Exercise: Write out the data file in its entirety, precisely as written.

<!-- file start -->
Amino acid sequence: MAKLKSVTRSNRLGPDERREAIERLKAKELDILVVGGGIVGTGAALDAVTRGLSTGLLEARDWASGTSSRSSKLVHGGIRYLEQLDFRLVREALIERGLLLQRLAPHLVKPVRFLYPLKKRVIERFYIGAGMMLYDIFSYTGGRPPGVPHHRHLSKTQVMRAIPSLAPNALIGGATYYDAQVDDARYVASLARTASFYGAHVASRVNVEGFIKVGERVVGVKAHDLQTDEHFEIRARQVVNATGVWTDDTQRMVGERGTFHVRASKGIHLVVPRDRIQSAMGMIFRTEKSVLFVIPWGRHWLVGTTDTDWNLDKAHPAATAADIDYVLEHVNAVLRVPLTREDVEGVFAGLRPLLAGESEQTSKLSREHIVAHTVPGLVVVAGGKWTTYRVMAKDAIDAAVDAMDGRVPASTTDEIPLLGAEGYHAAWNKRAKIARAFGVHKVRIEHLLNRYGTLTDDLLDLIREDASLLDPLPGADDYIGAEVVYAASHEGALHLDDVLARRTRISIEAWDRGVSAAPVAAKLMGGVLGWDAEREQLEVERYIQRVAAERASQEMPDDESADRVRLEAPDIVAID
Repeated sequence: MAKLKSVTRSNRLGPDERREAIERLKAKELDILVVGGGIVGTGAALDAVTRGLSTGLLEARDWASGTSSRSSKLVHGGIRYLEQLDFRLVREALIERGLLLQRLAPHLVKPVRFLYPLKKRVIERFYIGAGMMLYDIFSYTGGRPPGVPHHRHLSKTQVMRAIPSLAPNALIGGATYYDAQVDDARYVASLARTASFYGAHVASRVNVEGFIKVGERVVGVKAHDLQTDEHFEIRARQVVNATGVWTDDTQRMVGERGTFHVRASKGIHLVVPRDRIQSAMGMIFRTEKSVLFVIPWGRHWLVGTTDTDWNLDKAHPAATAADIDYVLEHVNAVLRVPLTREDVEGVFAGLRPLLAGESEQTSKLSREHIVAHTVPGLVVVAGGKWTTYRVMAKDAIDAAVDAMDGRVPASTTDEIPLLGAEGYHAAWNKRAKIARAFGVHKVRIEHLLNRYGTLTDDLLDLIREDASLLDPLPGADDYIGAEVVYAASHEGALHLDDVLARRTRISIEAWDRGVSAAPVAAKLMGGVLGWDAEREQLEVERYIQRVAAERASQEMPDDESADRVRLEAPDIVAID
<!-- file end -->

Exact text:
Amino acid sequence: MAKLKSVTRSNRLGPDERREAIERLKAKELDILVVGGGIVGTGAALDAVTRGLSTGLLEARDWASGTSSRSSKLVHGGIRYLEQLDFRLVREALIERGLLLQRLAPHLVKPVRFLYPLKKRVIERFYIGAGMMLYDIFSYTGGRPPGVPHHRHLSKTQVMRAIPSLAPNALIGGATYYDAQVDDARYVASLARTASFYGAHVASRVNVEGFIKVGERVVGVKAHDLQTDEHFEIRARQVVNATGVWTDDTQRMVGERGTFHVRASKGIHLVVPRDRIQSAMGMIFRTEKSVLFVIPWGRHWLVGTTDTDWNLDKAHPAATAADIDYVLEHVNAVLRVPLTREDVEGVFAGLRPLLAGESEQTSKLSREHIVAHTVPGLVVVAGGKWTTYRVMAKDAIDAAVDAMDGRVPASTTDEIPLLGAEGYHAAWNKRAKIARAFGVHKVRIEHLLNRYGTLTDDLLDLIREDASLLDPLPGADDYIGAEVVYAASHEGALHLDDVLARRTRISIEAWDRGVSAAPVAAKLMGGVLGWDAEREQLEVERYIQRVAAERASQEMPDDESADRVRLEAPDIVAID
Repeated sequence: MAKLKSVTRSNRLGPDERREAIERLKAKELDILVVGGGIVGTGAALDAVTRGLSTGLLEARDWASGTSSRSSKLVHGGIRYLEQLDFRLVREALIERGLLLQRLAPHLVKPVRFLYPLKKRVIERFYIGAGMMLYDIFSYTGGRPPGVPHHRHLSKTQVMRAIPSLAPNALIGGATYYDAQVDDARYVASLARTASFYGAHVASRVNVEGFIKVGERVVGVKAHDLQTDEHFEIRARQVVNATGVWTDDTQRMVGERGTFHVRASKGIHLVVPRDRIQSAMGMIFRTEKSVLFVIPWGRHWLVGTTDTDWNLDKAHPAATAADIDYVLEHVNAVLRVPLTREDVEGVFAGLRPLLAGESEQTSKLSREHIVAHTVPGLVVVAGGKWTTYRVMAKDAIDAAVDAMDGRVPASTTDEIPLLGAEGYHAAWNKRAKIARAFGVHKVRIEHLLNRYGTLTDDLLDLIREDASLLDPLPGADDYIGAEVVYAASHEGALHLDDVLARRTRISIEAWDRGVSAAPVAAKLMGGVLGWDAEREQLEVERYIQRVAAERASQEMPDDESADRVRLEAPDIVAID